Wang Y, Wang L, Chen C and Chu X: New insights into the regulatory role of microRNA in tumor angiogenesis and clinical implications. Mol Cancer. 17:222018. View Article : Google Scholar : PubMed/NCBI


Hansen TB: Detecting agotrons in ago CLIPseq Data. Methods Mol Biol. 1823:221–232. 2018. View Article : Google Scholar : PubMed/NCBI


Vishnoi A and Rani S: MiRNA biogenesis and regulation of diseases: An overview. Methods Mol Biol. 1509:1–10. 2017. View Article : Google Scholar : PubMed/NCBI


Denli AM, Tops BB, Plasterk RH, Ketting RF and Hannon GJ: Processing of primary microRNAs by the Microprocessor complex. Nature. 432:231–235. 2004. View Article : Google Scholar : PubMed/NCBI


Cheng L, Li F, Jiang Y, Yu H, Xie C, Shi Y and Gong Q: Structural insights into a unique preference for 3′ terminal guanine of mirtron in Drosophila TUTase tailor. Nucleic Acids Res. 47:495–508. 2019. View Article : Google Scholar : PubMed/NCBI


Michlewski G and Cáceres JF: Post-transcriptional control of miRNA biogenesis. RNA. 25:1–16. 2019. View Article : Google Scholar : PubMed/NCBI


Leung DW, Cachianes G, Kuang WJ, Goeddel DV and Ferrara N: Vascular endothelial growth factor is a secreted angiogenic mitogen. Science. 246:1306–1309. 1989. View Article : Google Scholar : PubMed/NCBI


Goradel NH, Mohammadi N, Haghi-Aminjan H, Farhood B, Negahdari B and Sahebkar A: Regulation of tumor angiogenesis by microRNAs: State of the art. J Cell Physiol. 234:1099–1110. 2019. View Article : Google Scholar : PubMed/NCBI


Li R, Qi Y, Jiang M, Zhang T, Wang H, Wang L and Han M: Primary tumor-secreted VEGF induces vascular hyperpermeability in premetastatic lung via the occludin phosphorylation/ubiquitination pathway. Mol Carcinog. 58:2316–2326. 2019. View Article : Google Scholar : PubMed/NCBI


Xu J, Xie L and Guo W: PDGF/PDGFR effects in osteosarcoma and the ‘add-on’ strategy. Clin Sarcoma Res. 8:152018. View Article : Google Scholar : PubMed/NCBI


DeLisser HM, Christofidou-Solomidou M, Strieter RM, Burdick MD, Robinson CS, Wexler RS, Kerr JS, Garlanda C, Merwin JR, Madri JA and Albelda SM: Involvement of endothelial PECAM-1/CD31 in angiogenesis. Am J Pathol. 151:671–677. 1997.PubMed/NCBI


Fang L, He Y, Liu Y, Ding H, Tong Y, Hu L, Wang C, Zhang Y, Zheng X and Huang P: Adjustment of microvessel area by stromal area to improve survival prediction in non-small cell lung cancer. J Cancer. 10:3397–3406. 2019. View Article : Google Scholar : PubMed/NCBI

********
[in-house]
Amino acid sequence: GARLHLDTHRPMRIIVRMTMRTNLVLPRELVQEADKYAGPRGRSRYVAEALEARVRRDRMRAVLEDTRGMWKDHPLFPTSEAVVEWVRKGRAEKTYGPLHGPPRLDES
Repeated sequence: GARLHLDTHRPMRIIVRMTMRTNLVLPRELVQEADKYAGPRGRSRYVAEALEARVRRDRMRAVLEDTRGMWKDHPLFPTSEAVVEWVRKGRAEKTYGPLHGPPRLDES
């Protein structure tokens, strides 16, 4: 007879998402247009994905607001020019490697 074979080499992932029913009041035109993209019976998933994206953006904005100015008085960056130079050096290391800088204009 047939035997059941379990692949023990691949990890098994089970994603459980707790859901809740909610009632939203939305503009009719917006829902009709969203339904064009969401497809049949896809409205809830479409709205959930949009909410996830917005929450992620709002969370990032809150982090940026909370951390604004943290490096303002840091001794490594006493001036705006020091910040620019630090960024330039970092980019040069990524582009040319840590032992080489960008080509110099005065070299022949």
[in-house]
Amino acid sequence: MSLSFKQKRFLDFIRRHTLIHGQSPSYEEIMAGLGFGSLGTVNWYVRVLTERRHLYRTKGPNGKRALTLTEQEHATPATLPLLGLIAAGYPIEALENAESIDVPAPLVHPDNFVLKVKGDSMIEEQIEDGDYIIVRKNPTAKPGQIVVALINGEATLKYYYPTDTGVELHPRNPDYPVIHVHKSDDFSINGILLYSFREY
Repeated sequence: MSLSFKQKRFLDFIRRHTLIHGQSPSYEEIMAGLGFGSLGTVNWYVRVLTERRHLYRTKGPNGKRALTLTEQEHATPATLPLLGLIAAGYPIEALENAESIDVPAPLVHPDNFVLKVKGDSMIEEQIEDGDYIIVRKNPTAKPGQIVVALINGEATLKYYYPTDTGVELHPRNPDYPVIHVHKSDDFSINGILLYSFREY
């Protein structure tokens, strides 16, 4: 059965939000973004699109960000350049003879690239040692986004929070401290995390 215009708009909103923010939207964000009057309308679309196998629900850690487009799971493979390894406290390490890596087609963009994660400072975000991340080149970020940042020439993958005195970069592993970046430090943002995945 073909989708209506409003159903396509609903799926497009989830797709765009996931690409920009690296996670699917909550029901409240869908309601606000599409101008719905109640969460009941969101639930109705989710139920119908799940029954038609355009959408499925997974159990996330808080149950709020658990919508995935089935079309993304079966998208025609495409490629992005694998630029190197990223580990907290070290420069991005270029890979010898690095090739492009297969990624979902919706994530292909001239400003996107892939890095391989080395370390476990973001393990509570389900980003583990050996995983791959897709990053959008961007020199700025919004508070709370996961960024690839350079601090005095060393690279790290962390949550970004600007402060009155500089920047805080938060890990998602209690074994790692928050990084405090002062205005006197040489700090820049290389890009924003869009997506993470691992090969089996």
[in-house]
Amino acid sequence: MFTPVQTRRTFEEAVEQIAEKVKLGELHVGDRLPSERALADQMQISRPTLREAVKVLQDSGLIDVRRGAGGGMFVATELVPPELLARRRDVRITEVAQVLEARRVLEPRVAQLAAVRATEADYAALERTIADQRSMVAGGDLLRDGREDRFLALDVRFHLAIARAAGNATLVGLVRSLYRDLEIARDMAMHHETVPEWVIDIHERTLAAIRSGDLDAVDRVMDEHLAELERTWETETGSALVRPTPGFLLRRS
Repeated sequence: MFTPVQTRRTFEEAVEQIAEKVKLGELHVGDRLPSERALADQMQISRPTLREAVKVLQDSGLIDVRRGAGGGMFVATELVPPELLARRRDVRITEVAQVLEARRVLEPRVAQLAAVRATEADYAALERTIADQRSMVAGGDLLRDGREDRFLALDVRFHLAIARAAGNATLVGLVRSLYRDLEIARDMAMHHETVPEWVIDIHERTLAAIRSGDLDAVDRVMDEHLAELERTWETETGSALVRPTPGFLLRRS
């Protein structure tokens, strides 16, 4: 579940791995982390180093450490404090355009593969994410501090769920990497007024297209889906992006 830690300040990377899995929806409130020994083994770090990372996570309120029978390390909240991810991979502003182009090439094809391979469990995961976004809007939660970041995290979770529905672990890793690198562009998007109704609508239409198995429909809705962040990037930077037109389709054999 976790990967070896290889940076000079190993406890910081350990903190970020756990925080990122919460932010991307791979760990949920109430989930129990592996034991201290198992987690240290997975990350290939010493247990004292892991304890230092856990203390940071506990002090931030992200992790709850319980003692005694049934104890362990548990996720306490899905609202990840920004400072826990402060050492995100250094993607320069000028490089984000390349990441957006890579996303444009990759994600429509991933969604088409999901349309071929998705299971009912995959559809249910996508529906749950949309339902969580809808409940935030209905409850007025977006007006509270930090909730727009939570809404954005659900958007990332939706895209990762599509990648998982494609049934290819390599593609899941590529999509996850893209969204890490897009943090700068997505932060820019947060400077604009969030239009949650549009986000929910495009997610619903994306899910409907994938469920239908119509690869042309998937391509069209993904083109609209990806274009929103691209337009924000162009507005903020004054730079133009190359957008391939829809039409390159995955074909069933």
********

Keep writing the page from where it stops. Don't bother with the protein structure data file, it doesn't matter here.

Hida K, Maishi N, Annan DA and Hida Y: Contribution of tumor endothelial cells in cancer progression. Int J Mol Sci. 19:12722018. View Article : Google Scholar : PubMed/NCBI


Zhang Y, Zhao HJ, Xia XR, Diao FY, Ma X, Wang J, Gao L, Liu J, Gao C, Cui YG and Liu JY: Hypoxia-induced and HIF1α-VEGF-mediated tight junction dysfunction in choriocarcinoma cells: Implications for preeclampsia. Clin Chim Acta. 489:203–211. 2019. View Article : Google Scholar : PubMed/NCBI


Li L, Li JC, Yang H, Zhang X, Liu LL, Li Y, Zeng TT, Zhu YH, Li XD, Li Y, et al: Expansion of cancer stem cell pool initiates lung cancer recurrence before angiogenesis. Proc Natl Acad Sci USA. 115:E8948–E8957. 2018. View Article : Google Scholar : PubMed/NCBI


Okamoto T, Usuda H, Tanaka T, Wada K and Shimaoka M: The functional implications of endothelial gap junctions and cellular mechanics in vascular angiogenesis. Cancers. 11:2372019. View Article : Google Scholar : PubMed/NCBI


Kalluri R and LeBleu VS: The biology, function, and biomedical applications of exosomes. Science. 367:eaau69772020. View Article : Google Scholar : PubMed/NCBI


Sun Z, Shi K, Yang S, Liu J, Zhou Q, Wang G, Song J, Li Z, Zhang Z and Yuan W: Effect of exosomal miRNA on cancer biology and clinical applications. Mol Cancer. 17:1472018. View Article : Google Scholar : PubMed/NCBI


Tomasetti M, Lee W, Santarelli L and Neuzil J: Exosome-derived microRNAs in cancer metabolism: Possible implications in cancer diagnostics and therapy. Exp Mol Med. 49:e2852017. View Article : Google Scholar : PubMed/NCBI


Hsu YL, Hung JY, Chang WA, Lin YS, Pan YC, Tsai PH, Wu CY and Kuo PL: Hypoxic lung cancer-secreted exosomal miR-23a increased angiogenesis and vascular permeability by targeting prolyl hydroxylase and tight junction protein ZO-1. Oncogene. 36:4929–4942. 2017. View Article : Google Scholar : PubMed/NCBI


Zeng Z, Li Y, Pan Y, Lan X, Song F, Sun J, Zhou K, Liu X, Ren X, Wang F, et al: Cancer-derived exosomal miR-25-3p promotes pre-metastatic niche formation by inducing vascular permeability and angiogenesis. Nat Commun. 9:53952018. View Article : Google Scholar : PubMed/NCBI


He L, Zhu W, Chen Q, Yuan Y, Wang Y, Wang J and Wu X: Ovarian cancer cell-secreted exosomal miR-205 promotes metastasis by inducing angiogenesis. Theranostics. 9:8206–8220. 2019. View Article : Google Scholar : PubMed/NCBI


Masoumi-Dehghi S, Babashah S and Sadeghizadeh M: MicroRNA-141-3p-containing small extracellular vesicles derived from epithelial ovarian cancer cells promote endothelial cell angiogenesis through activating the JAK/STAT3 and NF-κB signaling pathways. J Cell Commun Signal. 14:233–244. 2020. View Article : Google Scholar : PubMed/NCBI


Chen X, Mangala LS, Mooberry L, Bayraktar E, Dasari SK, Ma S, Ivan C, Court KA, Rodriguez-Aguayo C, Bayraktar R, et al: Identifying and targeting angiogenesis-related microRNAs in ovarian cancer. Oncogene. 38:6095–6108. 2019. View Article : Google Scholar : PubMed/NCBI